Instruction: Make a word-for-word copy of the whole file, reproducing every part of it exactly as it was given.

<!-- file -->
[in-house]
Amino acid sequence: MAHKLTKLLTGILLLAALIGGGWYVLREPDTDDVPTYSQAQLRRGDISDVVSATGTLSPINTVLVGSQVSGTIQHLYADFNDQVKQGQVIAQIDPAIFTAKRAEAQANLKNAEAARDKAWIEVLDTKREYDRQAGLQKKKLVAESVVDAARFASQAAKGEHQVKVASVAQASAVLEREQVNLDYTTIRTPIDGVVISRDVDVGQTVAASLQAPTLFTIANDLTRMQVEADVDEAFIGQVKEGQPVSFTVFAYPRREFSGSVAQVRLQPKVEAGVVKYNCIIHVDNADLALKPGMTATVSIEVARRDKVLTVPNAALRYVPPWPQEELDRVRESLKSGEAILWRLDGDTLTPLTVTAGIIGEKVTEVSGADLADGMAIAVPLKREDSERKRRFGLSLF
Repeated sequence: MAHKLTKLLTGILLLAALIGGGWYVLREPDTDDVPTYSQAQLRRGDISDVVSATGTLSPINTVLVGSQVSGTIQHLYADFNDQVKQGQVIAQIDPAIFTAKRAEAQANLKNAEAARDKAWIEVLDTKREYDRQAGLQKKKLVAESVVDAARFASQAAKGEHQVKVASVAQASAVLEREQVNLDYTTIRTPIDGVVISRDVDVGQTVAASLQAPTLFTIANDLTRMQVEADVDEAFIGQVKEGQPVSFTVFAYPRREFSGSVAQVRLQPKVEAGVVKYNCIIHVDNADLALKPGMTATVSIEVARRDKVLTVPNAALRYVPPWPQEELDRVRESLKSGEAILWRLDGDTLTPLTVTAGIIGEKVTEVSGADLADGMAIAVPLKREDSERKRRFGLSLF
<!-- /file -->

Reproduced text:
[in-house]
Amino acid sequence: MAHKLTKLLTGILLLAALIGGGWYVLREPDTDDVPTYSQAQLRRGDISDVVSATGTLSPINTVLVGSQVSGTIQHLYADFNDQVKQGQVIAQIDPAIFTAKRAEAQANLKNAEAARDKAWIEVLDTKREYDRQAGLQKKKLVAESVVDAARFASQAAKGEHQVKVASVAQASAVLEREQVNLDYTTIRTPIDGVVISRDVDVGQTVAASLQAPTLFTIANDLTRMQVEADVDEAFIGQVKEGQPVSFTVFAYPRREFSGSVAQVRLQPKVEAGVVKYNCIIHVDNADLALKPGMTATVSIEVARRDKVLTVPNAALRYVPPWPQEELDRVRESLKSGEAILWRLDGDTLTPLTVTAGIIGEKVTEVSGADLADGMAIAVPLKREDSERKRRFGLSLF
Repeated sequence: MAHKLTKLLTGILLLAALIGGGWYVLREPDTDDVPTYSQAQLRRGDISDVVSATGTLSPINTVLVGSQVSGTIQHLYADFNDQVKQGQVIAQIDPAIFTAKRAEAQANLKNAEAARDKAWIEVLDTKREYDRQAGLQKKKLVAESVVDAARFASQAAKGEHQVKVASVAQASAVLEREQVNLDYTTIRTPIDGVVISRDVDVGQTVAASLQAPTLFTIANDLTRMQVEADVDEAFIGQVKEGQPVSFTVFAYPRREFSGSVAQVRLQPKVEAGVVKYNCIIHVDNADLALKPGMTATVSIEVARRDKVLTVPNAALRYVPPWPQEELDRVRESLKSGEAILWRLDGDTLTPLTVTAGIIGEKVTEVSGADLADGMAIAVPLKREDSERKRRFGLSLF